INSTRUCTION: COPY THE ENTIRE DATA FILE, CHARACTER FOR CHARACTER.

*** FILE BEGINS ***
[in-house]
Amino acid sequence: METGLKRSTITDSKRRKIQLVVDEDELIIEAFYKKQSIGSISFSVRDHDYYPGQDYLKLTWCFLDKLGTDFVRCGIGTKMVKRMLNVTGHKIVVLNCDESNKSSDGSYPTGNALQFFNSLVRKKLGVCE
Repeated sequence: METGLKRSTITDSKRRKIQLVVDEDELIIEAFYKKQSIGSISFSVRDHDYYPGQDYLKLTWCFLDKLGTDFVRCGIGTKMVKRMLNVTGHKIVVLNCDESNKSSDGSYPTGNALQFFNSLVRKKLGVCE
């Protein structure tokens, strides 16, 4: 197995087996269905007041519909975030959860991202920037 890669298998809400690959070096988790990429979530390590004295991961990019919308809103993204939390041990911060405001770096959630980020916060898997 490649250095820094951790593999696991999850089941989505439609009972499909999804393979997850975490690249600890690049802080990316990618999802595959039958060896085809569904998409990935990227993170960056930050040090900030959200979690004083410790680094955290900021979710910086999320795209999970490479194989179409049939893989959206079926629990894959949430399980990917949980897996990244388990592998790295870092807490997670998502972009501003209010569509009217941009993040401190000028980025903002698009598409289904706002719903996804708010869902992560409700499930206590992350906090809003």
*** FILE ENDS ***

[in-house]
Amino acid sequence: METGLKRSTITDSKRRKIQLVVDEDELIIEAFYKKQSIGSISFSVRDHDYYPGQDYLKLTWCFLDKLGTDFVRCGIGTKMVKRMLNVTGHKIVVLNCDESNKSSDGSYPTGNALQFFNSLVRKKLGVCE
Repeated sequence: METGLKRSTITDSKRRKIQLVVDEDELIIEAFYKKQSIGSISFSVRDHDYYPGQDYLKLTWCFLDKLGTDFVRCGIGTKMVKRMLNVTGHKIVVLNCDESNKSSDGSYPTGNALQFFNSLVRKKLGVCE
């Protein structure tokens, strides 16, 4: 197995087996269905007041519909975030959860991202920037 890669298998809400690959070096988790990429979530390590004295991961990019919308809103993204939390041990911060405001770096959630980020916060898997 490649250095820094951790593999696991999850089941989505439609009972499909999804393979997850975490690249600890690049802080990316990618999802595959039958060896085809569904998409990935990227993170960056930050040090900030959200979690004083410790680094955290900021979710910086999320795209999970490479194989179409049939893989959206079926629990894959949430399980990917949980897996990244388990592998790295870092807490997670998502972009501003209010569509009217941009993040401190000028980025903002698009598409289904706002719903996804708010869902992560409700499930206590992350906090809003």